NSW Premier Gladys Berejiklian. (Image: AAP/Dean Lewins)

While most Australians have been watching a movie called Contagion 2, our leaders have been pushing through changes to federal and state laws and regulations which in normal times might have caused them some political trouble.

So, just in case you missed it, here is our second short summary of what’s been going on while you’ve been in glorious isolation.

Pub demerits in NSW

Pubs and clubs in New South Wales may be forced to shut down for up to two week if they repeatedly breach new liquor laws, while “well-managed venues” will be given discounted licensing fees under a new demerit points system for the industry.

The Berejiklian government has introduced the changes following the repeal of Sydney’s lockout laws in January of this year. Given the unpopularity of the lockout laws, we imagine the reinstatement of harsh punishments wouldn’t sneak through in normal circumstances.

Legislation is to be put to parliament later this year.

Clean Energy Finance

The Morrison government yesterday “committed” $300 million to the Clean Energy Finance Corporation (CEFC) — instructing the CEFC to invest in new hydrogen energy projects, including those powered by fossil fuels.

Beyond the continued use of public money to support fossil fuels, the whole thing is a bit of shell game: the $300 million isn’t new money, it is using the CEFC’s existing fund, confirming a strategy that was announced in November last year.

Meanwhile Australian National Audit Office (ANAO) has released a fairly scathing report on the Australian Renewable Energy Agency (ARENA), arguing that while “ARENA’s grant program management is largely effective, its evaluation and performance reporting frameworks do not clearly demonstrate that its grant funding is increasing the supply and competitiveness of renewable energy in Australia beyond what would have otherwise have occurred”.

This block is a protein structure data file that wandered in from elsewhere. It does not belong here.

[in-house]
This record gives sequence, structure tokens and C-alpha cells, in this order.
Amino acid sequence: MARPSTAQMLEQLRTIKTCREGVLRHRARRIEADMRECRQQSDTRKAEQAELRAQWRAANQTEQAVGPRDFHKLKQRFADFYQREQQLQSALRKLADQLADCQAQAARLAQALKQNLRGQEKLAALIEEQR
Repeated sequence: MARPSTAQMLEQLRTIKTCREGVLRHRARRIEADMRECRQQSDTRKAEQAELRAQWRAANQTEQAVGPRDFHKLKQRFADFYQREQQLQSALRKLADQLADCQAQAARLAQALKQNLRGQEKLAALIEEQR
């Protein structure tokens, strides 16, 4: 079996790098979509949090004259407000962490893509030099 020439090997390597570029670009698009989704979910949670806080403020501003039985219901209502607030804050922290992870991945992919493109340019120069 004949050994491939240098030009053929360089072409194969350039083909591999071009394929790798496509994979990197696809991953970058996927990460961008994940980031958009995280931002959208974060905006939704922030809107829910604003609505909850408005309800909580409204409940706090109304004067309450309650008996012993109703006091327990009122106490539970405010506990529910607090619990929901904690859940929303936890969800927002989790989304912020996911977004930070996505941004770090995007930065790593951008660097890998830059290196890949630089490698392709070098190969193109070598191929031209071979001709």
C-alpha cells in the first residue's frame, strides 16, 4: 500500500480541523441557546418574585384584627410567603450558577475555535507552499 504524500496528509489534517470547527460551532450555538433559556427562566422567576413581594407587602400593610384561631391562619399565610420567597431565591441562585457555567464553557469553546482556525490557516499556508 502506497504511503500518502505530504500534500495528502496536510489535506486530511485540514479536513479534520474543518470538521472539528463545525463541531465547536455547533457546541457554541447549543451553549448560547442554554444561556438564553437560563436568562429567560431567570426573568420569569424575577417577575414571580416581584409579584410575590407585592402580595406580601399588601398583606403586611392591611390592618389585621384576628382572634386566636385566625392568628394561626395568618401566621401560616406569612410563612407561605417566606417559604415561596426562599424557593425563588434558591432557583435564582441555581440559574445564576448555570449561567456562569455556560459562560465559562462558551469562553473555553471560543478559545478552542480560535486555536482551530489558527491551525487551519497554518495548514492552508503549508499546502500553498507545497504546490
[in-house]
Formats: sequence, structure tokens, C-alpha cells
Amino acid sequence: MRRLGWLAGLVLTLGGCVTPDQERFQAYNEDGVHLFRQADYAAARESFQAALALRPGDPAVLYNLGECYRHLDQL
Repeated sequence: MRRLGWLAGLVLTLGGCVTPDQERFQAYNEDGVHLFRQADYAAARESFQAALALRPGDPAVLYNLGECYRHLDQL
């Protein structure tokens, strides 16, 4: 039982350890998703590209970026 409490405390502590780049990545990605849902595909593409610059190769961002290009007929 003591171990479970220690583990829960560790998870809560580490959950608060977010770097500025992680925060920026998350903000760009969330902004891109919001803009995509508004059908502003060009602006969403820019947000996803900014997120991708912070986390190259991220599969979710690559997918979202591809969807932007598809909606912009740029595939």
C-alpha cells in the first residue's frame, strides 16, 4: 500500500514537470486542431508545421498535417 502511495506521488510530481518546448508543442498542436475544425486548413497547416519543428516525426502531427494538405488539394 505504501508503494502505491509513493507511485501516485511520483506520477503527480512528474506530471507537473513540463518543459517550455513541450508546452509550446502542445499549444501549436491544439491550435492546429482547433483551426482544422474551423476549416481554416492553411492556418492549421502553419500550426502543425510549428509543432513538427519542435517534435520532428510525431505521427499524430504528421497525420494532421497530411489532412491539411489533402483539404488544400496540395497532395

Penalty rates

It’s not just governments who will be hoping people’s shifted priorities will let some unpalatable but on-brand decisions pass without too much fuss.

The shoppies’ union and the Australian Council of Trade Unions have agreed with the Australian Industry Group to cut penalty rates for part-time workers in the famously well-remunerated food industry. Further, employees will not be permitted to “unreasonably” refuse to take annual leave to save jobs.

The primary beneficiaries are going to be McDonald’s and Domino’s. Poor old Macca’s employees, who only had a few months of full penalty rates after the enterprise bargaining agreement (EBA) was torn up … due in part to inadequate penalty rates.


We can’t imagine the opaque tale of TerraCom — a mining company whose lobbying firm is linked to Labor figures, which bought a mine for just a dollar, and received tens of millions of dollars in refunds from its environmental bond after “an extraordinary set of concessions” from the Palaszczuk government — would pass with so little comment in less stressful times.

Conjola National Park

The Conjola National Park and surrounding areas was devastated by bushfires earlier this year, but miraculously, around 20 hectares near the small coastal village of Manyana remained unscathed. Unfortunately, this is owned by developer Ozy Homes, and was approved for development in 2008 by the NSW Government.

Again, proceeding with a housing development on the only surviving area of bushland around the Conjola National Park, would probably have been accepted with a lot less acquiesce under normal circumstances.